CTA CONTINUES UPGRADE OF BUS AND RAIL FLEETS

January 28, 2004
1/28/04

Ongoing Enhancements Improve CTA Reliability

Chicago Transit Board today approved several contracts that further its ongoing effort to upgrade its bus and rail fleets. A power train overhaul for CTA's Flxible 6000 series buses, rear sidewall replacement for its Flxible 5300 series and the procurement of parts required to support the overhaul of 2200 and 2400 series rail cars will contribute to the life-extending rehabilitation currently underway.

?We believe that one of the keys to ensuring on-time clean, safe and friendly service is to operate a well-maintained bus and rail fleet," said Chicago Transit Board Chairman Carole L. Brown. ?New and rehabbed buses and trains help to improve the reliability of our fleet."

Midwest Bus Corporation of Owosso, Michigan, will furnish all labor, materials, tools, equipment and insurance for the removal and replacement of up to 200 rear sidewalls on the CTA's Flxible 5300 series buses. The $1 million replacement will increase the overall useful life of the bus.

As part of the ongoing, three-year mid-life overhaul of the CTA's 6000-series Flxible buses, Inland Detroit Diesel-Allison of Carol Stream, Illinois, will perform a $12.8 million overhaul to the power train system. The power train is a key element in extending the operating life of the 6000 series buses and contributes to customer comfort by creating a smoother and more reliable ride.

?Over the past six years, the CTA has made it a top priority to bring the entire system to a state of good repair. Investments in our fleet and infrastructure have been possible thanks to strong support from Mayor Richard M. Daley, the Governor's Office and lawmakers at every level of government," said CTA President Frank Kruesi. ?As we continue to modernize and upgrade our fleet, our customers will enjoy an increased level of service reliability."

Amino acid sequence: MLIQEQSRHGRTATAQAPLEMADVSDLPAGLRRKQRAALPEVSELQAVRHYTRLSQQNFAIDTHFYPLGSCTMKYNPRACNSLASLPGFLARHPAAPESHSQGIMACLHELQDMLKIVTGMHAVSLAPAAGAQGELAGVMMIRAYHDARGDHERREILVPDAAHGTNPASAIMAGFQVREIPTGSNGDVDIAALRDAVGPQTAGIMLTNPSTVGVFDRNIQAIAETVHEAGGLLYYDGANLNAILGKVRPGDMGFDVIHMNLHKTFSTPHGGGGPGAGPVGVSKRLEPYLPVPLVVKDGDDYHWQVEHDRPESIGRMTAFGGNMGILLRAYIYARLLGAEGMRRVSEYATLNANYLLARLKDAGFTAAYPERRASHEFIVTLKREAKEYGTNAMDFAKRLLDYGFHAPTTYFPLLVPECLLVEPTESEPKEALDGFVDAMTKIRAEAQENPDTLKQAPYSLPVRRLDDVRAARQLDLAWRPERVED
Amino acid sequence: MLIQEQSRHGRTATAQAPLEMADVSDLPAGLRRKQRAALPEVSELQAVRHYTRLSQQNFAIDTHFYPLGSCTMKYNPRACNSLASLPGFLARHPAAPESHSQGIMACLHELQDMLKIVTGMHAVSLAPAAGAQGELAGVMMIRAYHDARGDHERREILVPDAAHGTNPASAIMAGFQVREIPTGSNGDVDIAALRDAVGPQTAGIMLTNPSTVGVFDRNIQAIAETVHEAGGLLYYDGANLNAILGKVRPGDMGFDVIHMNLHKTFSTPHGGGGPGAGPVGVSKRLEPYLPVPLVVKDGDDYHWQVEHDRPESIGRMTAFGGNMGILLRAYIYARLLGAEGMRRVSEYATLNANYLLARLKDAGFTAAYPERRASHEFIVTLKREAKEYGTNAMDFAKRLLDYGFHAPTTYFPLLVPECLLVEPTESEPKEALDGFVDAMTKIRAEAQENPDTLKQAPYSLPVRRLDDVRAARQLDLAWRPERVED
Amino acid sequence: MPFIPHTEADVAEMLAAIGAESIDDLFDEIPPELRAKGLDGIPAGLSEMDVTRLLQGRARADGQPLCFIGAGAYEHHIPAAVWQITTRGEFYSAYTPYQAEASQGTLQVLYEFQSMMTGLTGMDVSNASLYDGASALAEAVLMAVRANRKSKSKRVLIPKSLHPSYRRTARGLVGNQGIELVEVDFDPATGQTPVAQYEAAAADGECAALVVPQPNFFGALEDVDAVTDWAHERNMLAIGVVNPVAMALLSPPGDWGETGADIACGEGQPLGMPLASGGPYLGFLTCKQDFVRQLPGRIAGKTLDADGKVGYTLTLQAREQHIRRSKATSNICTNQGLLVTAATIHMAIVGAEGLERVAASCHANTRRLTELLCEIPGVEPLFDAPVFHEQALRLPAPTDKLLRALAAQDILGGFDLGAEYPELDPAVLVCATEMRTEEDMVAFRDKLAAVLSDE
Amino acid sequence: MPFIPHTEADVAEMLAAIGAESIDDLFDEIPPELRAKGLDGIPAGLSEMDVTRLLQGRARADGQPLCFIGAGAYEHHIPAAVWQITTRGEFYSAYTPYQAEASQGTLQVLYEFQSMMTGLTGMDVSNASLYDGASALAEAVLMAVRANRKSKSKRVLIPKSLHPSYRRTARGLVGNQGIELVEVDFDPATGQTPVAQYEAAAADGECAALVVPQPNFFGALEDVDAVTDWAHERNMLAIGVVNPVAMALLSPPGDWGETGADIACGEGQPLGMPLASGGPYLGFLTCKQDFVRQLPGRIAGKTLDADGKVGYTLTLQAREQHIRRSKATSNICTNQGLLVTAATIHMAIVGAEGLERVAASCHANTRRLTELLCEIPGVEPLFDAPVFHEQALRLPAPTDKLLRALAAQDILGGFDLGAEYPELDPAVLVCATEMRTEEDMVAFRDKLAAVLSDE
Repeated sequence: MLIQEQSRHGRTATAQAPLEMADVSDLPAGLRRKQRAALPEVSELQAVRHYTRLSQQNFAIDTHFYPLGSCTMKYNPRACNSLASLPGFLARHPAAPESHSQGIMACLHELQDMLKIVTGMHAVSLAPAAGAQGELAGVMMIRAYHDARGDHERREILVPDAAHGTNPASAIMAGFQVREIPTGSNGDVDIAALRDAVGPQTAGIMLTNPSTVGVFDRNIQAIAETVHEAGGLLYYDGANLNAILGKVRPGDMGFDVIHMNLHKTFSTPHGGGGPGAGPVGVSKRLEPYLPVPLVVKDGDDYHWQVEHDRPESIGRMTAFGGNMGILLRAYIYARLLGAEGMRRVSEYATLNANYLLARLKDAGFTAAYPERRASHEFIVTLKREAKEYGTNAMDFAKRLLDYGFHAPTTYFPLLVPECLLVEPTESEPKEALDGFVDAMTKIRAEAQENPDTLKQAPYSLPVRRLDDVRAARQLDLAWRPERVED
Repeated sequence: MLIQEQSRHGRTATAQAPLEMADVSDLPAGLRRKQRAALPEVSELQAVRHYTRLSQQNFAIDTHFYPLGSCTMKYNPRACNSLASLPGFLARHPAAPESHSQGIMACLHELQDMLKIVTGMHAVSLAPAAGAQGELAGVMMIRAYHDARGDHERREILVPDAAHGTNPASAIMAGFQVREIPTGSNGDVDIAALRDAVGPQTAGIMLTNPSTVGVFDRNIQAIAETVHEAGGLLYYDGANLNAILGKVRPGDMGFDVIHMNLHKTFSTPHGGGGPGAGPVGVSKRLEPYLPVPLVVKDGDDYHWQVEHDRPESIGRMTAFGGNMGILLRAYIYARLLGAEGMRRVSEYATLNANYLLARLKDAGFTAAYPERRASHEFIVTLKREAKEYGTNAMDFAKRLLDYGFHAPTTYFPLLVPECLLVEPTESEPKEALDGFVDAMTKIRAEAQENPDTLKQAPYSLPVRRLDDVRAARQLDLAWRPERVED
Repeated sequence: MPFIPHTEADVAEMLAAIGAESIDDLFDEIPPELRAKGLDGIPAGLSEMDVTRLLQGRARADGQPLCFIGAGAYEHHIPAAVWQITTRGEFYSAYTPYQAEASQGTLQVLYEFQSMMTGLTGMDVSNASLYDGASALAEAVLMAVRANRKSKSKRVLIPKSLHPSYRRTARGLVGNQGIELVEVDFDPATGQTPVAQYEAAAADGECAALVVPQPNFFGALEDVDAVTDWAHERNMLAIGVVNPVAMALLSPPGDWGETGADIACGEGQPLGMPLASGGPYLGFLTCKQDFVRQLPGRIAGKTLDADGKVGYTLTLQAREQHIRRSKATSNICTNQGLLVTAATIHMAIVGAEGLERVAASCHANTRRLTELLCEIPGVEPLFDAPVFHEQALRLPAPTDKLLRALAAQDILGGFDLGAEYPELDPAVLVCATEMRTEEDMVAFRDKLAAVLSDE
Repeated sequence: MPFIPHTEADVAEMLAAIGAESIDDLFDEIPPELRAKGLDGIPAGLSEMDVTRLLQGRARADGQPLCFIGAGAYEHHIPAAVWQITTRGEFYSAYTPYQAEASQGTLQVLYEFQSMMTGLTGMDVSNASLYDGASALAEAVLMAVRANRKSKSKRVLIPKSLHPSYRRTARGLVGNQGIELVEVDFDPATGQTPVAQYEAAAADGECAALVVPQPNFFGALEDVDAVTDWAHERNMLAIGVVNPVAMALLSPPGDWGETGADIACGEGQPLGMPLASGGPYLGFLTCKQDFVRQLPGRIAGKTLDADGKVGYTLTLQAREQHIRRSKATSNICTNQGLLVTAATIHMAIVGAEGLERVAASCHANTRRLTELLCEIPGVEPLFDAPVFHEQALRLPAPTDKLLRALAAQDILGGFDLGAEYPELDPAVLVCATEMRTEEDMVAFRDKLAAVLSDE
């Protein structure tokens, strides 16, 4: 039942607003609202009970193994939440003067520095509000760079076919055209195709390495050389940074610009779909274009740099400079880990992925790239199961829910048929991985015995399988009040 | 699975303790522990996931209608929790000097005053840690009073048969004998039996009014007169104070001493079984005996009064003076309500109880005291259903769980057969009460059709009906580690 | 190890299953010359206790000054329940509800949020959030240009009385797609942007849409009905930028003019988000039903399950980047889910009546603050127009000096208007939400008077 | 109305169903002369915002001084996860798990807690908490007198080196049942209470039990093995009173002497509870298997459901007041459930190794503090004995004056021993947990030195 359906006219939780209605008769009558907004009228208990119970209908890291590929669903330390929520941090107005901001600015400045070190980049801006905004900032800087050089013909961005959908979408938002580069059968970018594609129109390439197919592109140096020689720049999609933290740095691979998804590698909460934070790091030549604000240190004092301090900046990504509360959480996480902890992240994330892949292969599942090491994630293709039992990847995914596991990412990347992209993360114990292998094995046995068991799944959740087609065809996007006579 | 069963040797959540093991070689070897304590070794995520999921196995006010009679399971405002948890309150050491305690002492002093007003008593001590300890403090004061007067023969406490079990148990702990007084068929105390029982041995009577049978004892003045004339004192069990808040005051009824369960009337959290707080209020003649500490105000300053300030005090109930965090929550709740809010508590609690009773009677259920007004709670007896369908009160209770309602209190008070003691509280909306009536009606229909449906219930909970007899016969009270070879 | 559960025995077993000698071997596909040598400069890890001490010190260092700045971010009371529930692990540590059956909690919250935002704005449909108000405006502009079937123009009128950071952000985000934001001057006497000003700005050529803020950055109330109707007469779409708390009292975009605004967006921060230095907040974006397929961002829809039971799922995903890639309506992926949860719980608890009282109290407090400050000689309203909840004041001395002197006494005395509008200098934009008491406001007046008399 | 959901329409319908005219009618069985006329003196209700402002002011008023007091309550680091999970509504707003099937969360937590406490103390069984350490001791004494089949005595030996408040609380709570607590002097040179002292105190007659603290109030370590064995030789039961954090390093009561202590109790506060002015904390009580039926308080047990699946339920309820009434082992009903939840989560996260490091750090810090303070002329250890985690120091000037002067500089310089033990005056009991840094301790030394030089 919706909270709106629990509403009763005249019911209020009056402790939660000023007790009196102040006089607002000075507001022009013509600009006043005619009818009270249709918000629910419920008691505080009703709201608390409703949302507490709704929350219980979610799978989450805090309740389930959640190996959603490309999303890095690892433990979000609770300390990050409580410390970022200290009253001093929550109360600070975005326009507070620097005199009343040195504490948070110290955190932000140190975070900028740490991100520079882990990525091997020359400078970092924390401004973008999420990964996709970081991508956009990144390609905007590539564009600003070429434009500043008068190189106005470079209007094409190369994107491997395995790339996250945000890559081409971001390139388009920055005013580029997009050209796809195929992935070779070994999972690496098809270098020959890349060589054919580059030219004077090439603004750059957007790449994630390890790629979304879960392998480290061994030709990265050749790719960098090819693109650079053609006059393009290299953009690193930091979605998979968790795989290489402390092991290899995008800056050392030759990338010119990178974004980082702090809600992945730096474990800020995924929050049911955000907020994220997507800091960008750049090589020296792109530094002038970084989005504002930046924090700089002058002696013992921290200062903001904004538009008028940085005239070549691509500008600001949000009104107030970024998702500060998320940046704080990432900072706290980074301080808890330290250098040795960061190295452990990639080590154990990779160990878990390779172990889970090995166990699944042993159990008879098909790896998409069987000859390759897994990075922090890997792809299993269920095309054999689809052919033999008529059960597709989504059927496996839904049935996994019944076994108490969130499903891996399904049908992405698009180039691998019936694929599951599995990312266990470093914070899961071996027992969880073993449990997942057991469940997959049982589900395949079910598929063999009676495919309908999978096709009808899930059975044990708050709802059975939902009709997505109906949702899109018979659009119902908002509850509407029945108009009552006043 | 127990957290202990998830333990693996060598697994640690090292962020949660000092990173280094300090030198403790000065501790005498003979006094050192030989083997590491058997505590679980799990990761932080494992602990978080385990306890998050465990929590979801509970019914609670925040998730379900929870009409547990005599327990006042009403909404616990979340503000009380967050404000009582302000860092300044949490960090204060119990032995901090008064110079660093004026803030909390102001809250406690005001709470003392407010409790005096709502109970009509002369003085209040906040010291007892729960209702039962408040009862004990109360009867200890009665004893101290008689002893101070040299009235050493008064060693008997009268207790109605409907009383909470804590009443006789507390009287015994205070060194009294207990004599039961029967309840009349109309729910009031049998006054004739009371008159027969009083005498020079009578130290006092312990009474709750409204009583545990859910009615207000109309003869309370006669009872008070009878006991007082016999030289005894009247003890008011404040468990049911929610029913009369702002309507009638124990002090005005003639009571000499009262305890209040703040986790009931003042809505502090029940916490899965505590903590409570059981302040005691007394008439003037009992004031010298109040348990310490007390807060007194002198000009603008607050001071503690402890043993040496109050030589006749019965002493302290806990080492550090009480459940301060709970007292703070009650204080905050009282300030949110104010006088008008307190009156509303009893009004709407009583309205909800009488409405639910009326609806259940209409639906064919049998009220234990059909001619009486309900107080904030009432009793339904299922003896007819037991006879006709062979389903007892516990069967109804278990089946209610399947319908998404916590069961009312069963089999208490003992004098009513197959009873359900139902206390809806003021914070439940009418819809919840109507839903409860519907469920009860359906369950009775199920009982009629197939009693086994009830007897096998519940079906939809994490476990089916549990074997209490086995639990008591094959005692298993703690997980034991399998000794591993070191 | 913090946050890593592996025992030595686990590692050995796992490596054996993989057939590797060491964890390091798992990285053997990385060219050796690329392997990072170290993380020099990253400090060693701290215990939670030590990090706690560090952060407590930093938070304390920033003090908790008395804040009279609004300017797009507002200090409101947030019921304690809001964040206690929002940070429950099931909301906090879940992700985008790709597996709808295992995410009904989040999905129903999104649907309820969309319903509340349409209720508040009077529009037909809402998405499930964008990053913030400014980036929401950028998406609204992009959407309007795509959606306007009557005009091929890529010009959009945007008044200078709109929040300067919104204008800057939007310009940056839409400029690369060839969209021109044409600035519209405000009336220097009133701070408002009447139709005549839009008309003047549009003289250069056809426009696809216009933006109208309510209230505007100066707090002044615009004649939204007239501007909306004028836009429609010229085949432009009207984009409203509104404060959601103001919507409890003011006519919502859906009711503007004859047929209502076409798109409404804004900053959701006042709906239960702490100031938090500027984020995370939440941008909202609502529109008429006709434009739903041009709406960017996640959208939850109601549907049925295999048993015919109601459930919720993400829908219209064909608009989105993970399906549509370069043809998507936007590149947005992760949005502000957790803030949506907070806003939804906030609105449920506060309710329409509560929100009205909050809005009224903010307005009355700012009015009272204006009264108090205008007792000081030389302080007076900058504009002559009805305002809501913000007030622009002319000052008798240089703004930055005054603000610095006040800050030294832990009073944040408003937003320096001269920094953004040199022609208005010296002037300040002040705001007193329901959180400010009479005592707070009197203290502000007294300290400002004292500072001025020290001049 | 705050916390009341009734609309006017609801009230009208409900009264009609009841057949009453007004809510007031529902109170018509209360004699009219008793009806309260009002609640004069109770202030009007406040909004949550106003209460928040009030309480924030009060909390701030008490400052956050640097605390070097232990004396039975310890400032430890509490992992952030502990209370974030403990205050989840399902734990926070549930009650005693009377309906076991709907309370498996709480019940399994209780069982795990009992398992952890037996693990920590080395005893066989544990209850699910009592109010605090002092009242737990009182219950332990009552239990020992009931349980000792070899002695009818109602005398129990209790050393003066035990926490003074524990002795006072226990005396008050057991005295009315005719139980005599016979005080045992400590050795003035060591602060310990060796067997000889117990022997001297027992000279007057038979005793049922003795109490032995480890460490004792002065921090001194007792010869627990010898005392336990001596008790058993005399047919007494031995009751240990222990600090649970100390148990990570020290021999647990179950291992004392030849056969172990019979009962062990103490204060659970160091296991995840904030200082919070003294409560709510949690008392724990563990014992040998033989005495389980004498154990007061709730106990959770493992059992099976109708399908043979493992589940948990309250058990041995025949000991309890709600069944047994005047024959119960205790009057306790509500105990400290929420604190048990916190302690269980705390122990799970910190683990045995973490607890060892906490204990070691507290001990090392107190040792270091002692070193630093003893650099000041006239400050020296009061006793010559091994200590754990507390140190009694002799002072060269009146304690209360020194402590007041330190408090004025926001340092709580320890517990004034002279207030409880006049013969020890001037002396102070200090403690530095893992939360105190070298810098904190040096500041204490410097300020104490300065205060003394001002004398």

The Transit Board also approved $3.9 million in increases to various existing contracts to fund the procurement of parts required to support the overhaul of CTA's 2200 and 2400 series rail cars, which will begin later this spring. This will include rebuilding of all 2200 series trucks and control groups. The trucks will receive new wheels, rebuilt traction motors, rebuilt gearboxes and new cabling. A rebuilt truck provides passengers with a smoother and more reliable ride. Other work includes the upgrade and repair of electric couplers, doors and batteries.

All 2400 series rail cars will receive overhauled cam control groups, which are the heart of the propulsion system and provide for smoother acceleration and braking. The 2400 series rail cars will have master controllers rebuilt, a heavy inspection of trucks, upgrade of door units and upgrade of the friction brake hydraulic pump control units.

The CTA's aggressive campaign to upgrade its fleet of buses and rail cars includes a program of mid-life overhauls and new bus purchases.

In 2002, CTA completed a four-year $354.7 million rehabilitation of its 2600 series railcars. The 2600 series represents half of CTA's rail fleet.

All 474 lift-equipped TMC buses purchased in 1991 underwent a life-extending overhaul that was completed in April 2003.

In addition to the ongoing overhaul of the 6000 series Flxible buses, the CTA is currently overhauling all 65 of its New Flyer buses (5800 Series) at a cost of $7.3 million.

The overhaul process includes rebuilding or upgrading the engine and transmission, pre-heater replacement, air conditioning overhaul, installation of seating fabric, improved destination signs and rebuilt ramps or lifts for mobility devices. Investing in the mid-life overhaul process helps improve performance and reliability as well as extending the service-life of CTA buses. The improved overall condition of the vehicles also helps to reduce maintenance costs.

More than 500 new buses have joined the CTA bus fleet in the past five years. In 2002, CTA completed delivery of 484 low-floor, accessible and air-conditioned, standard-sized Nova buses. Late last summer, CTA began taking delivery of 226 new low-floor articulated, or accordion-style, buses manufactured by North American Bus Industries (NABI). There are currently 77 of the new NABI buses in service.

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